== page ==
They started coming around in the late 1980s, drawn in not just by a new promotion — $1 “Taco Thursday” — but by the tavern’s prime location. That promotion, still going strong, is now complemented by others, such as the Tuesday $1 “Wimpy Burgers.”

The Alki sits across the Don Armeni Boat Ramp and has an unobstructed view that stretches across the bay from Queen Anne, to downtown, to the port terminals at the south. On a summer night, it is magical.

The bikers don’t come around in great numbers anymore, not after neighbors complained and the cops started clamping down on stuff like too-loud mufflers. Also, other bars began copying the $1 taco or burger gimmick, and drew away customers, who range from twenty- and thirty-something construction guys and a chemist, to a retired insurance-payroll administrator. Their common denominator is that for the most part, they’re West Seattle locals.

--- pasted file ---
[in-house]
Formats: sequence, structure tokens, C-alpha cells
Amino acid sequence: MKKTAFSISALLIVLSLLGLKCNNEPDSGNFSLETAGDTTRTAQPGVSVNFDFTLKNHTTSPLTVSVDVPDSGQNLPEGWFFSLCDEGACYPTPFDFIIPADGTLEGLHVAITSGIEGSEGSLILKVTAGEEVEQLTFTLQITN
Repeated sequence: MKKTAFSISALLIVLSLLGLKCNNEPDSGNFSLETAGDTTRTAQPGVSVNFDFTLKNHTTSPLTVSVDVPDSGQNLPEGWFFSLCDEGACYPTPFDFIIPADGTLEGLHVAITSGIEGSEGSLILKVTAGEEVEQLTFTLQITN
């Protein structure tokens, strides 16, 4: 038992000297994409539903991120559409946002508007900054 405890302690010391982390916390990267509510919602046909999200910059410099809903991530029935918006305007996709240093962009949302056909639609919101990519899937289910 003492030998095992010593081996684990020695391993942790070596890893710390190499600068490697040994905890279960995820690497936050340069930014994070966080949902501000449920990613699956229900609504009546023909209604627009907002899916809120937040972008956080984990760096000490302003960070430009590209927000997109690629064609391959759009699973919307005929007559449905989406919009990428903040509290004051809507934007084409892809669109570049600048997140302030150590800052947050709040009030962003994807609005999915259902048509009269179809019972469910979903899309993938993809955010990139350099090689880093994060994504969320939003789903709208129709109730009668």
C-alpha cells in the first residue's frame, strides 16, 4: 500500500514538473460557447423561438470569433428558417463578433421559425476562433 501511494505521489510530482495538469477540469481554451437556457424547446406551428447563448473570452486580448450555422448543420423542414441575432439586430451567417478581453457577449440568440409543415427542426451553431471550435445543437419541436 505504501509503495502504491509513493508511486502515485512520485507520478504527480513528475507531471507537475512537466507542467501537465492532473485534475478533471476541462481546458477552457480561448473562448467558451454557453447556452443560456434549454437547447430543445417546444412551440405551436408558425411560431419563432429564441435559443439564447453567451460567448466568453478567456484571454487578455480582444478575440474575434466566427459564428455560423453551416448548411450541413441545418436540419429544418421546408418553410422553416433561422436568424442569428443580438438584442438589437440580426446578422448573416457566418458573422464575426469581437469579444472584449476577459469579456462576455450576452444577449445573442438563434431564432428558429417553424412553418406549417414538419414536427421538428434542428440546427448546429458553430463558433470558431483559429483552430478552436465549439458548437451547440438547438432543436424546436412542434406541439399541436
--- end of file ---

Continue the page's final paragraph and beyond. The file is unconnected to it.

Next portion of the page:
But on the wall at the tavern are two astounding photos taken in June 1995, of what was claimed to be 350 bikes lined up on both sides of the street by the tavern. One photo shows the bikers standing on the sidewalk, watching a cop car driving through the gantlet.

There is minimal trouble at the Alki, says Gill’s son, also named Gill, who now manages the place. At age 66, the old man is pretty much retired, now living in Belfair on Hood Canal.

“Honestly, the fights we break up here are not bikers, but women playing pool,” says Gill Jr., 29, a 2001 Chief Sealth High School graduate. Just to remind customers of the rules for the pool table, there are a couple of signs.

One explains, “Bartender settles ALL disputes. Break a stick and you buy it! $20. NO FIGHTS — Game is over and you leave!”

For those taking a drive to Alki Beach, the tavern is one of the first sights to greet you, a reminder of the days when there more funky beach houses than developments here.